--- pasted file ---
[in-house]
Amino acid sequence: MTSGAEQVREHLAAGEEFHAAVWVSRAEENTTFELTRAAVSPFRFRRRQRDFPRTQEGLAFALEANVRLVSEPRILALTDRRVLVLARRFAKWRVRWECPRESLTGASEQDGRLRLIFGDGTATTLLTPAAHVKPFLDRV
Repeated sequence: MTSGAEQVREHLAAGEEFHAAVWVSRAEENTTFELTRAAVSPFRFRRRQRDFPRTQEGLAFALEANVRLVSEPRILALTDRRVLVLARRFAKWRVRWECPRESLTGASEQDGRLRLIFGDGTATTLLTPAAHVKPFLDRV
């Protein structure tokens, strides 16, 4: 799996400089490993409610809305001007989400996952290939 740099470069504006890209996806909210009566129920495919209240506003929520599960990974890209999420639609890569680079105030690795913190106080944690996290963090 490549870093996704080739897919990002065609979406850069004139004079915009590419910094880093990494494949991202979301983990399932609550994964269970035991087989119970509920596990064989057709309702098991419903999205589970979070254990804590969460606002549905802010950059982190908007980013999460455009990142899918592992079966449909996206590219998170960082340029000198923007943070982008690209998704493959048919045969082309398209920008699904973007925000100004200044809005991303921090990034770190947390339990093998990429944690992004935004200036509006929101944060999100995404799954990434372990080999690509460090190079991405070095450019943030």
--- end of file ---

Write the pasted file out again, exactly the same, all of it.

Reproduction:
[in-house]
Amino acid sequence: MTSGAEQVREHLAAGEEFHAAVWVSRAEENTTFELTRAAVSPFRFRRRQRDFPRTQEGLAFALEANVRLVSEPRILALTDRRVLVLARRFAKWRVRWECPRESLTGASEQDGRLRLIFGDGTATTLLTPAAHVKPFLDRV
Repeated sequence: MTSGAEQVREHLAAGEEFHAAVWVSRAEENTTFELTRAAVSPFRFRRRQRDFPRTQEGLAFALEANVRLVSEPRILALTDRRVLVLARRFAKWRVRWECPRESLTGASEQDGRLRLIFGDGTATTLLTPAAHVKPFLDRV
């Protein structure tokens, strides 16, 4: 799996400089490993409610809305001007989400996952290939 740099470069504006890209996806909210009566129920495919209240506003929520599960990974890209999420639609890569680079105030690795913190106080944690996290963090 490549870093996704080739897919990002065609979406850069004139004079915009590419910094880093990494494949991202979301983990399932609550994964269970035991087989119970509920596990064989057709309702098991419903999205589970979070254990804590969460606002549905802010950059982190908007980013999460455009990142899918592992079966449909996206590219998170960082340029000198923007943070982008690209998704493959048919045969082309398209920008699904973007925000100004200044809005991303921090990034770190947390339990093998990429944690992004935004200036509006929101944060999100995404799954990434372990080999690509460090190079991405070095450019943030």